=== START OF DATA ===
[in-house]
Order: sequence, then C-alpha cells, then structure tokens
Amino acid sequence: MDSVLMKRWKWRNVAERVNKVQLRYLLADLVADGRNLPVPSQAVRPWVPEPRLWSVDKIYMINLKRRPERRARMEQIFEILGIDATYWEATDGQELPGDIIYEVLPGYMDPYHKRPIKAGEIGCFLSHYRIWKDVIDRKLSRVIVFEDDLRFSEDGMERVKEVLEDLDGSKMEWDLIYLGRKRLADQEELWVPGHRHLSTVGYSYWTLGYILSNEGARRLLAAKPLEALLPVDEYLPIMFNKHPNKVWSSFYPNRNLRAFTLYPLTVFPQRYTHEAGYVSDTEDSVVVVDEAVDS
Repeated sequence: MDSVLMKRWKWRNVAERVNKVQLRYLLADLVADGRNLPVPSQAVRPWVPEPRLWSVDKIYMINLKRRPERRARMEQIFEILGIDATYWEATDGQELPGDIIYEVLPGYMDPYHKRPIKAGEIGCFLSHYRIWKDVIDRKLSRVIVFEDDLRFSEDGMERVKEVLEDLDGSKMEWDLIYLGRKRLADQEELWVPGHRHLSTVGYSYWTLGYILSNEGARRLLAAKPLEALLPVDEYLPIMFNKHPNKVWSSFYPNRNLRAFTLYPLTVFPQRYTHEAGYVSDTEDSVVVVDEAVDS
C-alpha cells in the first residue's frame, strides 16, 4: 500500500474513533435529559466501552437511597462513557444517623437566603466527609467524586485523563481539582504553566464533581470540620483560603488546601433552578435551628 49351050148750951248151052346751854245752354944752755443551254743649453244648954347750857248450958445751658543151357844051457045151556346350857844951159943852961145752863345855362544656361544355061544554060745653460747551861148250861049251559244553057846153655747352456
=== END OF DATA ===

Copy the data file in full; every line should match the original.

[in-house]
Order: sequence, then C-alpha cells, then structure tokens
Amino acid sequence: MDSVLMKRWKWRNVAERVNKVQLRYLLADLVADGRNLPVPSQAVRPWVPEPRLWSVDKIYMINLKRRPERRARMEQIFEILGIDATYWEATDGQELPGDIIYEVLPGYMDPYHKRPIKAGEIGCFLSHYRIWKDVIDRKLSRVIVFEDDLRFSEDGMERVKEVLEDLDGSKMEWDLIYLGRKRLADQEELWVPGHRHLSTVGYSYWTLGYILSNEGARRLLAAKPLEALLPVDEYLPIMFNKHPNKVWSSFYPNRNLRAFTLYPLTVFPQRYTHEAGYVSDTEDSVVVVDEAVDS
Repeated sequence: MDSVLMKRWKWRNVAERVNKVQLRYLLADLVADGRNLPVPSQAVRPWVPEPRLWSVDKIYMINLKRRPERRARMEQIFEILGIDATYWEATDGQELPGDIIYEVLPGYMDPYHKRPIKAGEIGCFLSHYRIWKDVIDRKLSRVIVFEDDLRFSEDGMERVKEVLEDLDGSKMEWDLIYLGRKRLADQEELWVPGHRHLSTVGYSYWTLGYILSNEGARRLLAAKPLEALLPVDEYLPIMFNKHPNKVWSSFYPNRNLRAFTLYPLTVFPQRYTHEAGYVSDTEDSVVVVDEAVDS
C-alpha cells in the first residue's frame, strides 16, 4: 500500500474513533435529559466501552437511597462513557444517623437566603466527609467524586485523563481539582504553566464533581470540620483560603488546601433552578435551628 49351050148750951248151052346751854245752354944752755443551254743649453244648954347750857248450958445751658543151357844051457045151556346350857844951159943852961145752863345855362544656361544355061544554060745653460747551861148250861049251559244553057846153655747352456